Until a few years ago, retirement had never been part of my everyday conversation.
But then my friend Carol’s husband was forced out of his job at age fifty-eight due to a company merger, and he decided to retire. Carol told me she was not at all pleased to have David at home full-time because her office was in their home and she knew he would be a distraction. Another friend’s husband, who was five years from when he had thought he would retire, found that his company’s office was moving sixty miles away, and at his age, he didn’t want the long and difficult commute. Neither of these women had considered retiring in the next few years, nor had they planned on having their husbands retire so soon.
Retirement had seriously entered my thinking.
I talked to other women about their attitudes about husbands retiring to see if there was a trend here, and the floodgates opened:
“Talk to my girlfriend in Georgia—her husband retired and is
driving her crazy.”
“Call my mother-in-law. She has plenty to say.”
“Interview my sister-in-law.”
Or even, “My husband is not allowed to retire! I won’t let him,”
and “My mother is living this life!”
I soon realized that I was not alone in thinking about retirement and how it affects couples. Here is what a sociologist had to say:
When we ask baby boomers and pre-boomers when they want to retire,
couples invariably say they want to retire together. But they are making no
plans to do so. Couples tend not to talk to each other about retirement. It’s
tied in with the idea of being old.
— Phyllis Moen, Sociologist,
author of The Career Mystique
Right. Retirement means “old.” Social psychologists have called retirement a “marker event”
for entry into old age. And that’s the problem. We may be ready to retire, but we certainly are not ready to be old. According to those who study this stage, retirement is a form of social disengagement; it equals “old” in the minds of both older and younger people.
But maybe not. We are healthier, live longer, have many years after retirement to keep on “living” so we better get it right.
According to the Center for Retirement Research at Boston College, less than 20 percent of couples retire in the same year. The biggest problem was that many couples found their at-home existence suddenly out of sync. For example: Melissa’s husband has been retired from a law firm for two years. He is stuck in neutral, and Melissa feels their time together
has become stressful rather than joyful. “While I appreciate my husband’s
right to retire, I am struggling to find the right way to assert my right to my own life. I’ve adjusted my schedule and tried every way I can think of to negotiate and communicate. But the message itself, that although my love is strong, I need to be a person in my own right, is the root of the problem. Our marriage has suffered more in the past two years that it did in the previous thirty-five years.”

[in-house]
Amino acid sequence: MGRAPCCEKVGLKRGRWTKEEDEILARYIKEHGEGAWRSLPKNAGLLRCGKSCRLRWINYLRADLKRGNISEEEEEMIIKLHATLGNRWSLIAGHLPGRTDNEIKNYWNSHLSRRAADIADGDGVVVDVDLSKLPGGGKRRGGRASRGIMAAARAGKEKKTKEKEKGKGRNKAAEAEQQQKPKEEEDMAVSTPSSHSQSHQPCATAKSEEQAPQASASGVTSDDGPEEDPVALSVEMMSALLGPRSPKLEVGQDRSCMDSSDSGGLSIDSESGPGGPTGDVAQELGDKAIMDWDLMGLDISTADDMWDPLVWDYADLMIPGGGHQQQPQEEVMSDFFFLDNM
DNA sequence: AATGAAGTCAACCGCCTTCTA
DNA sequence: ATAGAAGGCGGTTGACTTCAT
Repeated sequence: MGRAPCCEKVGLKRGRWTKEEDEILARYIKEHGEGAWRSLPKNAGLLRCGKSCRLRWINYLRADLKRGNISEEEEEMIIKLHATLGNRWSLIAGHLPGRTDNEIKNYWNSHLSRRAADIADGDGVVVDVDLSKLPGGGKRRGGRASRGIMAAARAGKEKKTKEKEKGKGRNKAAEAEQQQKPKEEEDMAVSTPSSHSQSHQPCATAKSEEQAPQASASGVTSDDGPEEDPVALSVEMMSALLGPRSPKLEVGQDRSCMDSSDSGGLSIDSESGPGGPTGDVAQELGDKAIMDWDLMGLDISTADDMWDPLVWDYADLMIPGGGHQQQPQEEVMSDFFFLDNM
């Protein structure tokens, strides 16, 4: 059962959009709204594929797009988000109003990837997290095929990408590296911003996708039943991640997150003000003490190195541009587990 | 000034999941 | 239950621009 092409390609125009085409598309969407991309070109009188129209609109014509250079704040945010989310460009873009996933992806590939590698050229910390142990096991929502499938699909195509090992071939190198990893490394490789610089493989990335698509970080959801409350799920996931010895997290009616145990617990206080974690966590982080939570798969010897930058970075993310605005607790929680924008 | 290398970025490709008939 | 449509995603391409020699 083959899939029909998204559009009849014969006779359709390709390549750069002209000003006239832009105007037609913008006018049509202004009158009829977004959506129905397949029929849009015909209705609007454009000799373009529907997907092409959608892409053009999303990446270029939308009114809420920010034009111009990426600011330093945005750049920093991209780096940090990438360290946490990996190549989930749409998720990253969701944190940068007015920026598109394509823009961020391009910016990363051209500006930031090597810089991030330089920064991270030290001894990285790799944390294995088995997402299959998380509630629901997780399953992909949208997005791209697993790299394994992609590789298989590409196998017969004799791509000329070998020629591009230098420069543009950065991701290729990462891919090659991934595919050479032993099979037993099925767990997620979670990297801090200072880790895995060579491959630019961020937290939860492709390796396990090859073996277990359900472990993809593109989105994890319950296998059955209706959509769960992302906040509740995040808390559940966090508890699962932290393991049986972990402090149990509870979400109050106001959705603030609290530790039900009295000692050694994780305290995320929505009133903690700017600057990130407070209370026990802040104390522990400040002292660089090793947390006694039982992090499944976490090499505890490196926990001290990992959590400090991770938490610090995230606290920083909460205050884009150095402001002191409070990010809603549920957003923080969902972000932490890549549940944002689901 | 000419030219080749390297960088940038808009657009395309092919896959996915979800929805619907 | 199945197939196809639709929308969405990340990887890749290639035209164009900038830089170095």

As Melissa discovered, the old assumptions just didn’t work anymore. While it is true that baby boomers have been studied and observed from their first toys to their work ethics, no one has looked at what happens to this generation when one partner stops working and the other partner doesn’t. It also affects the lives of women who are retired themselves or don’t work outside the home but are not ready or willing to devote all their energy to being a full-time companion to a retired husband.
Life expectancy has doubled in the past century. The implications for twenty, thirty, or more years of constant togetherness postretirement means there will have to be adjustments made for millions of couples. Because work gives structure and purpose to our lives in addition to income, a decade or two can be a long time to be unemployed and without a feeling of purpose! Retirement is not the finish line. It is another phase of life, one that requires
changes in attitude and action.
Dwight Moore, a psychologist who counsels professionals preparing for retirement, said that there are several stages of retirement. The first stage, which can last as long as a year, is usually one of excitement—no deadlines, no pressure, and perhaps some travel, changing residence, and doing things one has put off for years. “Then comes a stage of loss of identity,” he said. “Next is the fear of ‘how am I going to replace the kind of affirmation that I got from my career?’ You lose who you are. You lose the work identity and the work context.” Those who adjust the best, Moore said, think of retirement not as the end of the story, but as the next chapter.
Moving from the Age of Aquarius to the Age of Retirement is not easy. As one insurance company said in its advertisements, “The generation that didn’t trust anyone over thirty never planned on a thirty-year retirement.” That is a long time to be unhappy, frustrated, and tense.
Thinking about retirement? What are you doing to plan for these changes? I would love to hear from you.